August 2019 Debut of the Month | There’s a real feel of Richard Scarry’s Busy Town to this sturdy board book, though it’s totally contemporary, and packs in a satisfying little story too. It’s a bright, sunny morning on Treacle Street and Marcel is busy delivering the post. His bright, red trolley is full of parcels – lift a flap and peep inside to see them – and over the next pages we find out who they’re for. There are leg warmers for the dance school, eggs and flour for the pie shop, and new wheels for the garage. On each page there’s a friendly new character to meet, a flap to lift, and lots and lots of things to spot and count, all illustrated in Kate Hindley’s bright, vibrant illustrations. A lovely book for pre-schoolers.
July 2019 Debut of the Month | Often lyrical, and always entertaining, this Norse-vibed YA debut has friendship, fear and coming-of-age conundrums at its heart. It tells the tale of a land ransacked by a civil war that saw a new religion and younger prince replace a brutal old regime. Some nine years later, in peacetime, friends Torny and Ebba remember nothing of the war, or life before the uprising. But with their land on the brink of fresh upheaval, the unforgettable female protagonists find themselves on separate tracks, with painful, testing, relentless repercussions. With a cast of characters that includes gods and spirits, shamans and magic-workers, the world-building is fabulous, and the dual narrative device (it alternates between Torny and Ebba) really adds to the drama and tension. Fantasy fans will be delighted to hear that a sequel is on its way.
July 2019 Debut of the Month | Caterpillar Summer is one of those apparently quiet books that actually have a huge and lasting impact on readers. It’s the story of Cat - Caterpillar - and her little brother Henry, nicknamed Chicken, and the three weeks they spend on holiday with the grandparents they’ve never met before on the North Carolina coast. The children’s father is dead and their mum works hard as a children’s book illustrator and lecturers to support them. Cat feels the weight of responsibility to help and in particular to look after her little brother who is autistic. When their planned holiday with friends falls through Mum has no option but to take them to stay with her parents, though she hasn’t spoken to her father since Cat was born. Living with Lily and Macon by the beach, Cat finds time to make friends and with her grandma taking care of Chicken, to think about what she needs. She’s also able to work out the issues between her mum and her grandad, who she’s come to love, and effect a reconciliation. The story is beautifully told, the landscapes both interior and exterior, perfectly described and it manages to be authentic and hopeful. Highly recommended. Andersen Press are particularly good at finding contemporary novels that give children the opportunity to consider what really matters - see also Susin Nielsen and Aoife Walsh.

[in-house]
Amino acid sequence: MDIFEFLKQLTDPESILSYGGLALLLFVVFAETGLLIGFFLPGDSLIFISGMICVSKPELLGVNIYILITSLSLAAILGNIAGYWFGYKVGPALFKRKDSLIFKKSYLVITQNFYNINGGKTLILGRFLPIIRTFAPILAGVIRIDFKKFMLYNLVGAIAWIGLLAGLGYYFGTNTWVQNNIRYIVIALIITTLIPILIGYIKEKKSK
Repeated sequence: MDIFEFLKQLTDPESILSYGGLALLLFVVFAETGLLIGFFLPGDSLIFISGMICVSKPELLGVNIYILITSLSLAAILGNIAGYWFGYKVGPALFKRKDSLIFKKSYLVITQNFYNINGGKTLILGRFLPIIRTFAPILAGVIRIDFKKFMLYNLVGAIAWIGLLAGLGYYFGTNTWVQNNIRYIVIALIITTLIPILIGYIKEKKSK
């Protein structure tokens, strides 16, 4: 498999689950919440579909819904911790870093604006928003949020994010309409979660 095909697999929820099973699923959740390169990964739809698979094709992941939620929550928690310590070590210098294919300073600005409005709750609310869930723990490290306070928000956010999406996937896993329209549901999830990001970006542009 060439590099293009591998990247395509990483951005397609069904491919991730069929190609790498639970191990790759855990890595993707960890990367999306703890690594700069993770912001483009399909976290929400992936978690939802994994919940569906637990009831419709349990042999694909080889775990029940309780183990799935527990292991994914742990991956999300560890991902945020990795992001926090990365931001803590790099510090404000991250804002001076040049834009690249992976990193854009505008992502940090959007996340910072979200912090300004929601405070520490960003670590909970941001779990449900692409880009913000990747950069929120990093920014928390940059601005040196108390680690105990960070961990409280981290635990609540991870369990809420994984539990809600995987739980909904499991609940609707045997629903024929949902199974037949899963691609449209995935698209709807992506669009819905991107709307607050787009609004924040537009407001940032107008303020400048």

August 2019 Debut YA Book of the Month | This unique, incisive novel is an emotionally engrossing road-trip reinvention of Moby Dick with female characters, and a gripping mystery about what main protagonist Dinah is running from to find her place to call home. Seventeen-year-old Dinah has lived her whole life on a commune and now feels compelled to flee everything she’s ever known. After being home-schooled, a recent period in mainstream schooling has turned her world upside-down, as has turbulent upheavals at home, and then there’s the mystery of what happened between Dinah and new friend Queenie. She shaves off her hair, adopts a new name and flees, illegally driving a VW campervan (her version of Moby Dick’s Pequod ship) with a cantankerous one-legged neighbour for company. While driving, Dinah confronts her many demons, most of which stem from her confusing sense of identity. She’s mixed race, but feels neither black nor white, and she’s attracted to boys and girls. The road is bumpy, with many revelations and confrontations along the way. Eventually, though, Dinah realises that “the road that took you away has led you all the way back home”. This is a smartly-crafted novel with real resonance, a story that honestly and empathetically imparts an uplifting message to “Always be yourself first…find yourself and be yourself”.
July 2019 Debut of the Month | A trip to the natural history museum with Grandad fills George with a passion for bugs. He determines to build up a collection and though it’s not easy at first slowly learns the best ways to catch them, filling jars with butterflies, beetles, worms, moths and spiders. It’s satisfying, but something’s not right. Grandad notices it too: with no bugs, everywhere is too quiet, dull and sad. Together they release the bugs and transform their garden into an insect sanctuary. The story is filled with action and movement and the pages are packed with detail. I love the way George chases after his bugs with such a loping stride and the relationship between him and his grandfather is tender and convincing.
July 2019 Debut of the Month | There’s a classic painterly feel to this picture book but its message is very contemporary. Clem loves exploring along the seashore and collecting treasures in her bucket. These include shells and pebbles and pieces of glass, as well as brightly coloured plastic lids, bottles and netting. She befriends a little crab, caught up in a bit of netting and it hitches a ride home with her. Clem knows the crab belongs on the beach, but will he be safe there? Then a trip to the aquarium inspires her class to protect the ocean and together they clean up Clem and Crab’s beach. It’s a lovely story, and an important one, told so effectively in Fiona Lumber’s carefully chosen words and beautiful illustrations.
LoveReading's debuts are titles that have struck a real chord with us here by a debut author who we believe has a real future as a children's writer.
We can't guarantee to find authors of this calibre every month but our scouts are out sourcing the best as often as we can.